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Mucosal immunity in HIV infection: what can be done to restore gastrointestinal-associated lymphoid tissue function?

George, Michael D.a; Asmuth, David M.a,b

Current Opinion in Infectious Diseases: June 2014 - Volume 27 - Issue 3 - p 275–281
doi: 10.1097/QCO.0000000000000059
PATHOGENESIS AND IMMUNE RESPONSE: Edited by Dennis L. Stevens

Purpose of review: This review describes the impact of HIV infection on gut-associated lymphoid tissue, the mechanisms for persistent gut-associated lymphoid tissue dysfunction despite effective antiretroviral therapy, and potential strategies to restore gut-associated lymphoid tissue function and promote immune reconstitution.

Recent findings: Recent studies indicate that unresolved microbial translocation and intestinal dysbiosis may continue to promote enteropathy as well as HIV-associated and non-HIV-associated conditions in many HIV patients who otherwise maintain therapeutic control of systemic viral replication.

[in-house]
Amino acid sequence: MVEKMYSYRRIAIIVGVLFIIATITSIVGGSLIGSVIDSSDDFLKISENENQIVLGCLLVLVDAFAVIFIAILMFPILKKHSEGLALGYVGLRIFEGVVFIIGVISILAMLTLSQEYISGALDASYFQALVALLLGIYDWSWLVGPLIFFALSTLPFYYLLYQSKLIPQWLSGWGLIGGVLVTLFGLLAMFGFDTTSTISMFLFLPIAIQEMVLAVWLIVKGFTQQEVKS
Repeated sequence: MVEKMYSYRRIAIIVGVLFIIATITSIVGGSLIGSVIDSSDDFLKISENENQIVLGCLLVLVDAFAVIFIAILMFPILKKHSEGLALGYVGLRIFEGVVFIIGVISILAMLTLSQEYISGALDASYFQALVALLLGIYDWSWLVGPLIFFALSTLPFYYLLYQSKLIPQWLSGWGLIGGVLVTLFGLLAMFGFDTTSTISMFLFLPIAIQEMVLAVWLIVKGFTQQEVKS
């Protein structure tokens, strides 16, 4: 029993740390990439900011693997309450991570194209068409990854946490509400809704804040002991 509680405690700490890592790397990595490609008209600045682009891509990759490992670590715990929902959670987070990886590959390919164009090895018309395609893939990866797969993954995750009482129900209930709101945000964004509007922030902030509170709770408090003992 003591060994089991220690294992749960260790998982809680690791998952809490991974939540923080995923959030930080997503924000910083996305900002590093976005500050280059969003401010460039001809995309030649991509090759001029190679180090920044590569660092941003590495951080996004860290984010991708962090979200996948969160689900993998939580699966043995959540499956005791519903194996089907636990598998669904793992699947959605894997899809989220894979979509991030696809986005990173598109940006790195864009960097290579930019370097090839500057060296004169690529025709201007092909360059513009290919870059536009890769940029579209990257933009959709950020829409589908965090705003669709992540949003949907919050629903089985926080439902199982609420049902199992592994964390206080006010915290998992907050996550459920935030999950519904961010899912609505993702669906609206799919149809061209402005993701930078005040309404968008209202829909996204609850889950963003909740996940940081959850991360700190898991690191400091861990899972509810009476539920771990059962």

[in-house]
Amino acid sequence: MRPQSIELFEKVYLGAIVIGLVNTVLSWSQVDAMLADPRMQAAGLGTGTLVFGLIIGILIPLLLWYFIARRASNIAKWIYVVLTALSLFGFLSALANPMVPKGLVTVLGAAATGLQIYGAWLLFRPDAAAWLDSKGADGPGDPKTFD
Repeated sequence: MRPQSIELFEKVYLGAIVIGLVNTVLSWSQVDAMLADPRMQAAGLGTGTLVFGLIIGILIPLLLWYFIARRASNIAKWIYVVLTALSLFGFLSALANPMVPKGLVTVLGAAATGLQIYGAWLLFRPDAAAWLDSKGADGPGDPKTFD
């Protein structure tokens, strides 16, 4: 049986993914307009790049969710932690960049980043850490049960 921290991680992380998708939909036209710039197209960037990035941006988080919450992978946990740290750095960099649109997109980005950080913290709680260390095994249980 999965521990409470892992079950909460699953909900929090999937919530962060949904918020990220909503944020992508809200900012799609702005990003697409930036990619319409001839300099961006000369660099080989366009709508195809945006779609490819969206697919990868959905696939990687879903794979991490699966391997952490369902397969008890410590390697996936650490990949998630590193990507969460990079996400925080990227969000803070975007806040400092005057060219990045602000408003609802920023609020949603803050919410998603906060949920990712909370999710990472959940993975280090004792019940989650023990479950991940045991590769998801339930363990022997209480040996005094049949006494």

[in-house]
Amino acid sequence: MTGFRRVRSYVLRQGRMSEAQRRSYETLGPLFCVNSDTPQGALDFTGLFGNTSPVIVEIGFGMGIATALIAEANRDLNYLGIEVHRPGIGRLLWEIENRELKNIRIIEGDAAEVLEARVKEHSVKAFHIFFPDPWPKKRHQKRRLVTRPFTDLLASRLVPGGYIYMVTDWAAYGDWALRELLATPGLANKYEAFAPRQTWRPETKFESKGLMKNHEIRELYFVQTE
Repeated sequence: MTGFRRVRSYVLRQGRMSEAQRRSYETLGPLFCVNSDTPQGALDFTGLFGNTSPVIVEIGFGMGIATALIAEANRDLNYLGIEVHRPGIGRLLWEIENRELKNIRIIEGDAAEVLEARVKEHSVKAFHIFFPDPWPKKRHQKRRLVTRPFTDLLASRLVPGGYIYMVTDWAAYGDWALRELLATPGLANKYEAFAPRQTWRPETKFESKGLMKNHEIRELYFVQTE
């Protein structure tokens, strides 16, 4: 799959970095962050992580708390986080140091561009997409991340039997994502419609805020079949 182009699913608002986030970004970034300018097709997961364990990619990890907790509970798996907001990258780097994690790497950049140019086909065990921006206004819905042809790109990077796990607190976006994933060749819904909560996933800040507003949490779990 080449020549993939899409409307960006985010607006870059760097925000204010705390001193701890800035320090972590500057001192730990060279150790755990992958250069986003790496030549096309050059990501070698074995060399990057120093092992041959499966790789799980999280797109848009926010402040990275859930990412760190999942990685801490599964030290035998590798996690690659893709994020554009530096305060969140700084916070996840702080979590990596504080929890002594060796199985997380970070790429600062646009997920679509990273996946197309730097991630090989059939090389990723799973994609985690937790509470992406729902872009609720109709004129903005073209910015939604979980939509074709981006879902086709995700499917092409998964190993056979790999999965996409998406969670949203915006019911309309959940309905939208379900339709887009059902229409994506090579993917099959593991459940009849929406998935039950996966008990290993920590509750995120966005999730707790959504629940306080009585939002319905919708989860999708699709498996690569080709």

Summary: Several novel therapeutic approaches to reduce intestinal inflammation and mitigate microbial translocation may hold promise for restoring gastrointestinal health and thereby increasing the efficacy of immune reconstitution in HIV-infected patients undergoing antiretroviral therapy.

aUniversity of California Davis, Davis

bUniversity of California Davis Medical Center, Sacramento, California, USA

Correspondence to David M. Asmuth, MD, Professor, University of California Davis Medical Center, 4150 V Street, PSSB G-500, Sacramento, CA 95617, USA. Tel: +1 916 734 8695; fax: +1 916 734 7766; e-mail: david.asmuth@ucdmc.ucdavis.edu

© 2014 Lippincott Williams & Wilkins, Inc.